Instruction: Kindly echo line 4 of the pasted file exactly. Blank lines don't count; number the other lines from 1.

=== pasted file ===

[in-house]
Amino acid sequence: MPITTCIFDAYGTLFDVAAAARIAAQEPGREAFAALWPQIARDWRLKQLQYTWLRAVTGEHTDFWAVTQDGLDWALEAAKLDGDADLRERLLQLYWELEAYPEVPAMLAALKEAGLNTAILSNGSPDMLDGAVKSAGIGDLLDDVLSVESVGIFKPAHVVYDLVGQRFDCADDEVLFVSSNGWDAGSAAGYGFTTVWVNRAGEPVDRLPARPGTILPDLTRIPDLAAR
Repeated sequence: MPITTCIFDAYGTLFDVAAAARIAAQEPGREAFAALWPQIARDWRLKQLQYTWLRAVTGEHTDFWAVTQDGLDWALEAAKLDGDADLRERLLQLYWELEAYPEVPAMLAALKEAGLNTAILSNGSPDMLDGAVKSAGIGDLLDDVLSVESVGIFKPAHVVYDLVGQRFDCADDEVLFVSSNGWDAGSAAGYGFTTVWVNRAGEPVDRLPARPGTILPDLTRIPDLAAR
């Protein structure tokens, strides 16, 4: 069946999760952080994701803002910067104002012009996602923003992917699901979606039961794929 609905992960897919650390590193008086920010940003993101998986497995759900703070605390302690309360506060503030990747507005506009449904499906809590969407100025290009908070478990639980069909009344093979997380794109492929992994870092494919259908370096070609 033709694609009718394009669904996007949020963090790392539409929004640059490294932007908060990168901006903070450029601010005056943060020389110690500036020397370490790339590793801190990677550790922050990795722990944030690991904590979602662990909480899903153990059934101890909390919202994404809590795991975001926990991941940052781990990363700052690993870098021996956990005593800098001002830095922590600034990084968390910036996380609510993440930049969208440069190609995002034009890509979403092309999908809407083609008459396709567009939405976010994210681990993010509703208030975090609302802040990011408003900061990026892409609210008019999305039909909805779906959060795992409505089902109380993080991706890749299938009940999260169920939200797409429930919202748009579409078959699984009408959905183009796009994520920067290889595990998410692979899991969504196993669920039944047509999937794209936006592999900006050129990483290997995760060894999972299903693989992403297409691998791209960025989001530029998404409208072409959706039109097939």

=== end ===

């Protein structure tokens, strides 16, 4: 069946999760952080994701803002910067104002012009996602923003992917699901979606039961794929 609905992960897919650390590193008086920010940003993101998986497995759900703070605390302690309360506060503030990747507005506009449904499906809590969407100025290009908070478990639980069909009344093979997380794109492929992994870092494919259908370096070609 033709694609009718394009669904996007949020963090790392539409929004640059490294932007908060990168901006903070450029601010005056943060020389110690500036020397370490790339590793801190990677550790922050990795722990944030690991904590979602662990909480899903153990059934101890909390919202994404809590795991975001926990991941940052781990990363700052690993870098021996956990005593800098001002830095922590600034990084968390910036996380609510993440930049969208440069190609995002034009890509979403092309999908809407083609008459396709567009939405976010994210681990993010509703208030975090609302802040990011408003900061990026892409609210008019999305039909909805779906959060795992409505089902109380993080991706890749299938009940999260169920939200797409429930919202748009579409078959699984009408959905183009796009994520920067290889595990998410692979899991969504196993669920039944047509999937794209936006592999900006050129990483290997995760060894999972299903693989992403297409691998791209960025989001530029998404409208072409959706039109097939």